Reciently I engaged Badger Democracy on his blog on his post involving talk radio. Since then it appears that my posts have been blocked as spam.  They just disappear instead of showing awaiting moderation. I emailed the owner of the blog and recieved a nice response so I may be wrong in my assesment on being blocked. but that is the way it appears.

I’ll reply to your “challenge” in due time. I disagree with Friedman’s self analyisis of the Chilean situation…more on that later. I am in Chicago, getting some inside dope on the CTU strike. Look for my post later this am – being a libertarian, you’ll be astounded by what Rahm (and Daley) have been doing with TIF money and corporate welfare in the Windy City.
Ripping on Dems today. What fun.
Thanks for the healthy debate and thoughtful insights.
So I checked on his lattest post on the teachers strike in Chicago.  The problem with the “progressive” mindset is the over emphisis on corporate influence while ignoring the influence of the unions themselves. In his blog post he says.

Both sides claim they want what’s best for the kids. Emanuel elevated the rhetoric by calling the strike a “choice” of the union, saying it is unnecessary. What is going unreported by Chicago media is that the mayor is correct – this is a strike of choice. The choice, however, was not one made by CTU, teachers, or parents. It was made at the highest levels of corporate power that now dominate the city of Chicago. Teachers, students, taxpayers, and parents are just pawns.

There is no doubt that corporate influence aka fascism is a problem in our counry. On only need look at the influence of “Big Pharma” and their connections with all the “nanny state” laws that are being passed or the back room deals that took place with “Obamacare”. This is where Badger is not looking at the big picture.  Even the champion of the progressive cause FDR opposed public sector unions.

Unions by their very nature are an advisarial process and they spend tons of money to influence who sits on the opposite side of the negotiating table.  Even the George Soros funded site opensecrets shows that 11 out of the top 20 political donations come from Unions with public sector Unions heavily represented

The problems with our schools is indeed both the influence of both corporate interest and union interest which created the top down model under which we live. Every mandate from the top has been a dismal failure including “no child left behind”.

Yes Badger outside influence is a problem when it comes to the public sector, just look at the scores of the students.

( – Seventy-nine percent of the 8th graders in the Chicago Public Schools are not grade-level proficient in reading, according to the U.S. Department of Education, and 80 percent are not grade-level proficient in math.

The real problem is the entire top down model.  Many progressives bash us Libertarians because we call for limited government not more regulation. Badger points to the fact that the school board is appointed by the Mayor.

The CPS School Board is appointed by the mayor, not elected by taxpayers and parents. In 2011, newly elected mayor Rahm Emanuel appointed seven people – only one with a public education background (Dr. Mahalia Hines). The board President (David Vitale) is in high finance, former President of the Chicago Board of Trade. The Vice President (Jesse Ruiz) is a corporate attorney who is an Exelon Board Member (this is important). There is another corporate attorney (Andrea Zopp), also an Exelon Board Member (again, important). The balance of the board is an economist/political scientist (Henry Bienen), real estate developer/multi-millionaire Penny Pritzker, and journalist/communications consultant Rodrigo Sierra.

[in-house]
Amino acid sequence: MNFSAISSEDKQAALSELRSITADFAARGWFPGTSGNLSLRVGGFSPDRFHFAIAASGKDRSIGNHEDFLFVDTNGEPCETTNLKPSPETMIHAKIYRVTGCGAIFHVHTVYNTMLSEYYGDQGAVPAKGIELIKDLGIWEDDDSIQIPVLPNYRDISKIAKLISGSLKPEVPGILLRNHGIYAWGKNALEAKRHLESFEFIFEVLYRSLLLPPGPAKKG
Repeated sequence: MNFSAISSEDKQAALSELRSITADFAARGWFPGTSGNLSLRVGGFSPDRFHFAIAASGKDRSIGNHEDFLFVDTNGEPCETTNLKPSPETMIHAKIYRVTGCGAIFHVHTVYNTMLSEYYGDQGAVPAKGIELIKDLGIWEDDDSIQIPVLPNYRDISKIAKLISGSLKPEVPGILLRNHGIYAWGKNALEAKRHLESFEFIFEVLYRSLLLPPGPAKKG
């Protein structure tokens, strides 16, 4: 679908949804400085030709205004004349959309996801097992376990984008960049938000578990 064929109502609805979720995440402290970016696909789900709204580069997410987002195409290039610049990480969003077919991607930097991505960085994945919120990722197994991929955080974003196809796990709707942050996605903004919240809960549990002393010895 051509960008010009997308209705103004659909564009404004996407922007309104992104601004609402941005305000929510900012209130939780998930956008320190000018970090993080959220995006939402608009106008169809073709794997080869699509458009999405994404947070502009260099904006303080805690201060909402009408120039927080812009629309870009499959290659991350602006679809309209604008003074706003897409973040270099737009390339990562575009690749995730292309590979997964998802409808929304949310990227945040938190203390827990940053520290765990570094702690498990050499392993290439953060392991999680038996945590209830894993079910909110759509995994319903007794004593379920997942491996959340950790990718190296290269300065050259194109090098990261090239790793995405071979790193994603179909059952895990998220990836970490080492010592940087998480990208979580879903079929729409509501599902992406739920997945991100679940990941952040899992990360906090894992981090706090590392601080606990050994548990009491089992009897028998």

Here I agree with Badger, school boards should be elected but he does not go far enough. If education were brought back under local control (with no mandates from either the federal or state) our schools would improve.  Our schools were at their best when they were under local control.  The schools and school boards were answerable to the people at the local level. Bad teachers were fired, bad school board members were voted out, all under the scrutiny of local PTA’s.  The more control taken by the State and Federal government the less control the people have over their childrens ecucation.

So while Badger’s comment on corporate influence is partially correct he does ignore the influence of the public sector unions.

The corporate dominant politics of Chicago have made it TIF (Tax Increment Financing project) central. Under Illinois state law, TIFs may only be used to prevent or remediate urban blight; or foster industrial development.  In Chicago, TIFs have become an addiction for developers and politicians looking to line their pocketbooks and garner influence. In the past decade, TIF districts have nearly doubled, from 87 in 2000 to 162 in 2010.

It is in fact the influence of both that has created the mandates at both the federal and state level.  To see the effects of this one does not even have to leave the state of Wisconsin.  Rather then putting emphisis on the quality of education Governer Doyle mandated the teaching collective bargaining.

Governor Jim Doyle made it official Thursday, Dec. 10: He signed into law AB 172, the Labor History in the Schools bill, culminating 12 years of efforts by key legislators, workers, unions and others to pass legislation to assure the teaching of labor history and collective bargaining. . . .
Once again Wisconsin leads the way in progressive labor legislation,” commented Steve Cupery, president of the Wisconsin Labor History Society.
“As far as we can tell, Wisconsin is the first state to have enacted such a law. We expect others will follow our example.”

So Badger, yes take all outside influence out of the educational process and put it back in the hands of the people.